8 Responses to “Education in the 21st century: of chalkboards & mimeographs…the digital classroom.”

  1. Dave Tarwater says:


    Good things are happening in your classroom. I am interested in knowing how the students are reacting to their new paperless world in your class?

  2. lindsey says:

    Thanks for the peek into today’s classroom, Todd! (I’m having flashbacks to when I had mono as a kid, and someone having to lug all of those hard cover books to my home so I could catch up). I share your hope too that with an increased connection to other cultures, we’ll have an increased sensitivity and understanding that may lead to a more peaceful world.

  3. France says:

    Since I’m 53 I was in school a long time ago – love reading how progressive classrooms are now, at least your classroom, and saving trees is a plus. My hope would be that, in the not too distant future, a child in Africa or Nepal could log into a global school web site and join your class. Maybe you could be paid by a global school bank funded by HUB or some other type of humanitarian group? The benefits for everyone are obvious. 3 Cheers for all your effort!

  4. At the elementary teaching level, some things don’t change, while others–with a sustainable motive–can change. Five year old girls and boys still want to learn how to swing on the monkey bars and hang upside down, but in the classroom old calendars can be cut into perfect squares for origami star baskets that themselves look like mandalas,and various sources of white paper can be found for children’s drawings and water colours. My favorite source is from an artist friend who saves all her matting ends and beautiful paper scraps for me. As always magazines can be brought in for collages and so many parents do this for me. In Nova Scotia every classroom has a green bin for organic waste and kids at the end of the day are rotaed to bring the green bins out to the larger covered compost site. All paper is separately recycled and bagged. At the Shambhala School all bottles, tetra packs, etc. are recycled as well. I use the cardboard TP rolls to put around children’s rolled up drawings and paintings, a more protective wrap than rubberbands in their backbacks. Provincially and privately schools are recycling and trying to be more sustainable which makes even the youngest child more mindful.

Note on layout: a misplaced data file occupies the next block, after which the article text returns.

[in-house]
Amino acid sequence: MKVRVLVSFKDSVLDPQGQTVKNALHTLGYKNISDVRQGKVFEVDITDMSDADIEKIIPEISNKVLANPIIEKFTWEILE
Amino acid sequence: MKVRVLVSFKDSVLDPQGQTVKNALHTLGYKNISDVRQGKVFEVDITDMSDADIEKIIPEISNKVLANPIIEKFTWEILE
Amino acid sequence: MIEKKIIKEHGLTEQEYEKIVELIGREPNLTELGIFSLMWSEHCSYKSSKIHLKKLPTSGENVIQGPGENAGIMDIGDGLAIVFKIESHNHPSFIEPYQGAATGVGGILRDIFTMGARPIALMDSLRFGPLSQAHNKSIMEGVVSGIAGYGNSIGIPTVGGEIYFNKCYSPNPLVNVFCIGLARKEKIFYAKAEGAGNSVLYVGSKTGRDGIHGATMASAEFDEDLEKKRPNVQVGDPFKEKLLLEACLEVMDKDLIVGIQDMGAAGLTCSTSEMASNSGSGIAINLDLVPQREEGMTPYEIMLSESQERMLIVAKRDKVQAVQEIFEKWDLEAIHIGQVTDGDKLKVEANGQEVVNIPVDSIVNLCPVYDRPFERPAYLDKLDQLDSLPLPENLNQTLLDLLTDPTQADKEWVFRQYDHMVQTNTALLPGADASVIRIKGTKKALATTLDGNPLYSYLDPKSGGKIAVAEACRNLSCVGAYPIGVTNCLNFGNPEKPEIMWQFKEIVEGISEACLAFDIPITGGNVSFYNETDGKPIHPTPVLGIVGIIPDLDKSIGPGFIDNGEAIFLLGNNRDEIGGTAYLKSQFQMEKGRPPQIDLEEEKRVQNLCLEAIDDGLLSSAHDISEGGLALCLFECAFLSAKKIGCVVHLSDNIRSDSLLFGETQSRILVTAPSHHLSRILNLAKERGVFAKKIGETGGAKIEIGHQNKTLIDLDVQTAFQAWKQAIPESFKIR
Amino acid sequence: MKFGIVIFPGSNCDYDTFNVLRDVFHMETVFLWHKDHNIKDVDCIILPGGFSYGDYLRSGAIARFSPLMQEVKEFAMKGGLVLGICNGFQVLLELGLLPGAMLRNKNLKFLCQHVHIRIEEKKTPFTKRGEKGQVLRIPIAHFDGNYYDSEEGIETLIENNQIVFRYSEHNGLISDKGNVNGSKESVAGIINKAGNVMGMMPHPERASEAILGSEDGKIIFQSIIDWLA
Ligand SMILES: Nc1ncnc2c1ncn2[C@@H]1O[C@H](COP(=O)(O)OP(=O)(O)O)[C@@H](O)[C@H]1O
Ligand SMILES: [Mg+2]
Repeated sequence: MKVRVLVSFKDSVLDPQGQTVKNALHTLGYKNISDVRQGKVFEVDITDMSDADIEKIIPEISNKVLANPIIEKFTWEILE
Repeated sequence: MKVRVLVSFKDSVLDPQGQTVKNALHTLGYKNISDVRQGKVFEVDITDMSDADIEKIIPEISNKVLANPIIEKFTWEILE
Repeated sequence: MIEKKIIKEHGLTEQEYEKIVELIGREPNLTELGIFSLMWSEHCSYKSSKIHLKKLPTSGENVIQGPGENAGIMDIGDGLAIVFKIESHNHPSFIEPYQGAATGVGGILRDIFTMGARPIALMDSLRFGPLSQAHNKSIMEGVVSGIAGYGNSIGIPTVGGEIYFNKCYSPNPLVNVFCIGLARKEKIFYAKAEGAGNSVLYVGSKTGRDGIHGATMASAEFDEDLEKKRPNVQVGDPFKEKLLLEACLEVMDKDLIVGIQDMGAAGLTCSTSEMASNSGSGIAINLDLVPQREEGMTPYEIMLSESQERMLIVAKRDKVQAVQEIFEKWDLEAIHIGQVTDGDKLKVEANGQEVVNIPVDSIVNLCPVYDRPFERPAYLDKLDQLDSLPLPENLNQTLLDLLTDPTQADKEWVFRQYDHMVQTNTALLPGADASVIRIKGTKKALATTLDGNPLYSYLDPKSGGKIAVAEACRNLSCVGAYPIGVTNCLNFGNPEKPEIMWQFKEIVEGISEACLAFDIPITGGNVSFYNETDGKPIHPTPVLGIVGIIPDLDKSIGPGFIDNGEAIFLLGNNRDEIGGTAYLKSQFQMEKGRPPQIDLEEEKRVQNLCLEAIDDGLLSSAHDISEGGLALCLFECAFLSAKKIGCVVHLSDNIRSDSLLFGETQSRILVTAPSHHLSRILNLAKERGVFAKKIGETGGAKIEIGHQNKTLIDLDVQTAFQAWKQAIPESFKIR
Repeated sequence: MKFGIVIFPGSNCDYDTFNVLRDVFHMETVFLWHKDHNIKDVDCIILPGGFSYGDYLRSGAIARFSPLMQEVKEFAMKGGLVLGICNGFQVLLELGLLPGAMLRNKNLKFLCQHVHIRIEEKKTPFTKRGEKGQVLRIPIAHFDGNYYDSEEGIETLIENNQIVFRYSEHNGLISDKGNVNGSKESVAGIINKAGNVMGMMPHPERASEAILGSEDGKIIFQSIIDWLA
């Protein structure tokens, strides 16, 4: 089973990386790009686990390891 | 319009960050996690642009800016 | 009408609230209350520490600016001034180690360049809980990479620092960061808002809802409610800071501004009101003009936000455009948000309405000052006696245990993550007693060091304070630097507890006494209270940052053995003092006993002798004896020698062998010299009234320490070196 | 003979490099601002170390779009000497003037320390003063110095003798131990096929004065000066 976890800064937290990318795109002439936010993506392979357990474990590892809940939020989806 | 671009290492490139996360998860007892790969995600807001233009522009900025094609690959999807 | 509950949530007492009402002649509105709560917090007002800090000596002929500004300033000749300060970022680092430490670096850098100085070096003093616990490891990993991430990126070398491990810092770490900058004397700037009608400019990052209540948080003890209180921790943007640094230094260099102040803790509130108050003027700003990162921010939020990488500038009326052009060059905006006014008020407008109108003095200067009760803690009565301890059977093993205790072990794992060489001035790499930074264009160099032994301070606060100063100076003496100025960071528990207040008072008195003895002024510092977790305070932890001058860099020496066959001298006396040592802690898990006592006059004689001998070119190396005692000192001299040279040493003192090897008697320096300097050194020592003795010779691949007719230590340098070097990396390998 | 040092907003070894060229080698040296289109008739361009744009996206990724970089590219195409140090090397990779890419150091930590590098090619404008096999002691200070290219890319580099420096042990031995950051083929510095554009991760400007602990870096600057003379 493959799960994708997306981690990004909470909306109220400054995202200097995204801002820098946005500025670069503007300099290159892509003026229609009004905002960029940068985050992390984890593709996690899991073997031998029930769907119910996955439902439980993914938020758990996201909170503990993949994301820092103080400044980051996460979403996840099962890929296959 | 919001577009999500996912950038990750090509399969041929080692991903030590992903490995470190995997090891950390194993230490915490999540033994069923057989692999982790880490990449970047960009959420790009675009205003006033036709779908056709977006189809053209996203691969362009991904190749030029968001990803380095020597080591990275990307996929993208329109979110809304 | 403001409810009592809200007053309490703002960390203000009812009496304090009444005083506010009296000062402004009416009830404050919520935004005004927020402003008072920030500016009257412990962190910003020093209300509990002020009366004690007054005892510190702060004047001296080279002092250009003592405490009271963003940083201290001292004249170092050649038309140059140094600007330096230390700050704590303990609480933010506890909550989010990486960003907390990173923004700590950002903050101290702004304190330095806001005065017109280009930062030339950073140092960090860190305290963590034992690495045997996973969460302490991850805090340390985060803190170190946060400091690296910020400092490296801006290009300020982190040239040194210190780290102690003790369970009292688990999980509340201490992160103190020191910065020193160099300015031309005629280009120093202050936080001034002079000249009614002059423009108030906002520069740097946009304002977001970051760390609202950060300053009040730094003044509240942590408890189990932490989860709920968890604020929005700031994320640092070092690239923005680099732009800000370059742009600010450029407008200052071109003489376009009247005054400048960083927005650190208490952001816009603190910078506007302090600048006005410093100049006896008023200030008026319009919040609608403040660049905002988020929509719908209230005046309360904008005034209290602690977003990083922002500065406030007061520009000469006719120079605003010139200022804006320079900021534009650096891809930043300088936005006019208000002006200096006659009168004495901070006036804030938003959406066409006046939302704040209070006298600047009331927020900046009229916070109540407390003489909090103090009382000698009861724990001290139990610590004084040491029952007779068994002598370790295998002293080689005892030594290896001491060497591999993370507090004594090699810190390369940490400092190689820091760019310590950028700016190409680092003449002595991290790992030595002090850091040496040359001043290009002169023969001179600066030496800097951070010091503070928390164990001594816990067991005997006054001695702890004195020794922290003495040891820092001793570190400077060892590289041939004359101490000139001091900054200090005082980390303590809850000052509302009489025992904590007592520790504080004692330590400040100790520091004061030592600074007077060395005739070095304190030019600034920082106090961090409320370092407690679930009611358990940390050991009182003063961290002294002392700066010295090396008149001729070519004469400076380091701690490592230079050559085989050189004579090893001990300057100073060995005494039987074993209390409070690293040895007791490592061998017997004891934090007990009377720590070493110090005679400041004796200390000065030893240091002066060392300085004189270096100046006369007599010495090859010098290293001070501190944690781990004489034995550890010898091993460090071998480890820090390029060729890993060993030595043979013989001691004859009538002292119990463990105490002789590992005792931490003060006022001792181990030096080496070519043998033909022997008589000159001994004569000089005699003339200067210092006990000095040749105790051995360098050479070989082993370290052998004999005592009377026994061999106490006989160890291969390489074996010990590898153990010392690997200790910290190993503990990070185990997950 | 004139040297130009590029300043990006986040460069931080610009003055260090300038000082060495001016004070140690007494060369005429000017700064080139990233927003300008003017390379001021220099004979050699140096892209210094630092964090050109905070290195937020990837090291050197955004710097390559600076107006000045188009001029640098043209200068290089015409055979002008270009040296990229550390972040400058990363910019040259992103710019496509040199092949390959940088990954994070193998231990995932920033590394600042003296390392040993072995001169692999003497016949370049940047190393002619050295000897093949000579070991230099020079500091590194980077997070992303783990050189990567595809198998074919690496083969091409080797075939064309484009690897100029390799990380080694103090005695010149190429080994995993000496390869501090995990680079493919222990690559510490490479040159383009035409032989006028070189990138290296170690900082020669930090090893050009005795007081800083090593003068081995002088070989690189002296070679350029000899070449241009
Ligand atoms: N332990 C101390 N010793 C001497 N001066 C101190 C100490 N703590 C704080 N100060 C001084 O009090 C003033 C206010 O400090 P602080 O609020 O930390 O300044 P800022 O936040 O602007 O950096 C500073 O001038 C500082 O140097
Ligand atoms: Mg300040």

5. Blake says:

    I love the way you are setting your class up for college. it is great to see a teacher stepping up and being the “big man” in technology. Sometimes I wish That My school would do this for us! But i
    believe they are so tied into the stereotypical way where as you are standing up for what teachers should be doing to get there students ready for for college and for the outside world in general.
    Blake T.

  6. […] this month, and we had our Open House/parent-teacher conferences, so I was able to show off my digital classroom. The parents that came in seemed to be impressed and pleased with their student’s use of […]

  7. Todd says:

    My students are reacting to it with mixed feelings. Some are thrilled. I actually had to get computers added to my classroom because I often had at least 4-6 students waiting to blog each day. On the other hand, there have been some students who are actively resisting, at least in part due to lack of familiarity/fear of the technology. Overall, though, the paperless classroom is a huge hit.

    One of my goals this year is to find at least one other classroom somewhere else in the world and partner with them. I think it would be phenomenal for my students to be able to interact with students from another country/culture. The technology exists (via WiziQ and others) to actually co-teach a class anywhere in the world… I am REALLY excited about that idea!

    I love the fact that elementary school kids are getting outside to play… kids absolutely, positively need to be kids (I loved the monkey bars!), and I will be writing about the No Child Left Inside movement later on, and I firmly believe that mindfulness should be a required part of the curriculum, regardless of age (yeah, there’s another clue to yet another article on education coming forthwith… stay tuned!).